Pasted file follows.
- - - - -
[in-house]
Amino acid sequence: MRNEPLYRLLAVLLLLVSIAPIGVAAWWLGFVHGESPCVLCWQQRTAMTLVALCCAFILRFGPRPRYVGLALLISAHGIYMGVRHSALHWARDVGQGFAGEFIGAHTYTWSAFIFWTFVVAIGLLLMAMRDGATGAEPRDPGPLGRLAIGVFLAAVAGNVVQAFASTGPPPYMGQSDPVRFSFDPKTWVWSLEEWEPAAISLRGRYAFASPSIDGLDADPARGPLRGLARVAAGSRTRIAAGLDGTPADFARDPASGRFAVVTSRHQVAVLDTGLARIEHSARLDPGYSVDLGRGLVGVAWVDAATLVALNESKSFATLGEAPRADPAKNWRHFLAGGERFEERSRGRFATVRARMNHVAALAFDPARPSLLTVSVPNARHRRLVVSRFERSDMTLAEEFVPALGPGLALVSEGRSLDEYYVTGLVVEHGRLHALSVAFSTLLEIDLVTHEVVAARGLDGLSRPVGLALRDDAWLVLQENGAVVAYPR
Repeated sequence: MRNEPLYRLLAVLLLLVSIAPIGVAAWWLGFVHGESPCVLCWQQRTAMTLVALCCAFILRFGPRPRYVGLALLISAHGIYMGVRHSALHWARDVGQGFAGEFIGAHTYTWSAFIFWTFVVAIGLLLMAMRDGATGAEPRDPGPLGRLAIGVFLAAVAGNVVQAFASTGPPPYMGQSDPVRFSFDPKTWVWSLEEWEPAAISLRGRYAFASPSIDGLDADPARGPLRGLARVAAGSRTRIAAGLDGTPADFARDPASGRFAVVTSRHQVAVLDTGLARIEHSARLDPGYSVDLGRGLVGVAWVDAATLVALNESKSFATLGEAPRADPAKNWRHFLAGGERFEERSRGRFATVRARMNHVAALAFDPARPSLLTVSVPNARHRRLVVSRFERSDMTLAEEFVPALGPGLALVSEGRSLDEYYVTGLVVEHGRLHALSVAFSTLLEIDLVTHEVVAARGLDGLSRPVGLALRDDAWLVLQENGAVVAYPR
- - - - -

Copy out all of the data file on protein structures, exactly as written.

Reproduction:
[in-house]
Amino acid sequence: MRNEPLYRLLAVLLLLVSIAPIGVAAWWLGFVHGESPCVLCWQQRTAMTLVALCCAFILRFGPRPRYVGLALLISAHGIYMGVRHSALHWARDVGQGFAGEFIGAHTYTWSAFIFWTFVVAIGLLLMAMRDGATGAEPRDPGPLGRLAIGVFLAAVAGNVVQAFASTGPPPYMGQSDPVRFSFDPKTWVWSLEEWEPAAISLRGRYAFASPSIDGLDADPARGPLRGLARVAAGSRTRIAAGLDGTPADFARDPASGRFAVVTSRHQVAVLDTGLARIEHSARLDPGYSVDLGRGLVGVAWVDAATLVALNESKSFATLGEAPRADPAKNWRHFLAGGERFEERSRGRFATVRARMNHVAALAFDPARPSLLTVSVPNARHRRLVVSRFERSDMTLAEEFVPALGPGLALVSEGRSLDEYYVTGLVVEHGRLHALSVAFSTLLEIDLVTHEVVAARGLDGLSRPVGLALRDDAWLVLQENGAVVAYPR
Repeated sequence: MRNEPLYRLLAVLLLLVSIAPIGVAAWWLGFVHGESPCVLCWQQRTAMTLVALCCAFILRFGPRPRYVGLALLISAHGIYMGVRHSALHWARDVGQGFAGEFIGAHTYTWSAFIFWTFVVAIGLLLMAMRDGATGAEPRDPGPLGRLAIGVFLAAVAGNVVQAFASTGPPPYMGQSDPVRFSFDPKTWVWSLEEWEPAAISLRGRYAFASPSIDGLDADPARGPLRGLARVAAGSRTRIAAGLDGTPADFARDPASGRFAVVTSRHQVAVLDTGLARIEHSARLDPGYSVDLGRGLVGVAWVDAATLVALNESKSFATLGEAPRADPAKNWRHFLAGGERFEERSRGRFATVRARMNHVAALAFDPARPSLLTVSVPNARHRRLVVSRFERSDMTLAEEFVPALGPGLALVSEGRSLDEYYVTGLVVEHGRLHALSVAFSTLLEIDLVTHEVVAARGLDGLSRPVGLALRDDAWLVLQENGAVVAYPR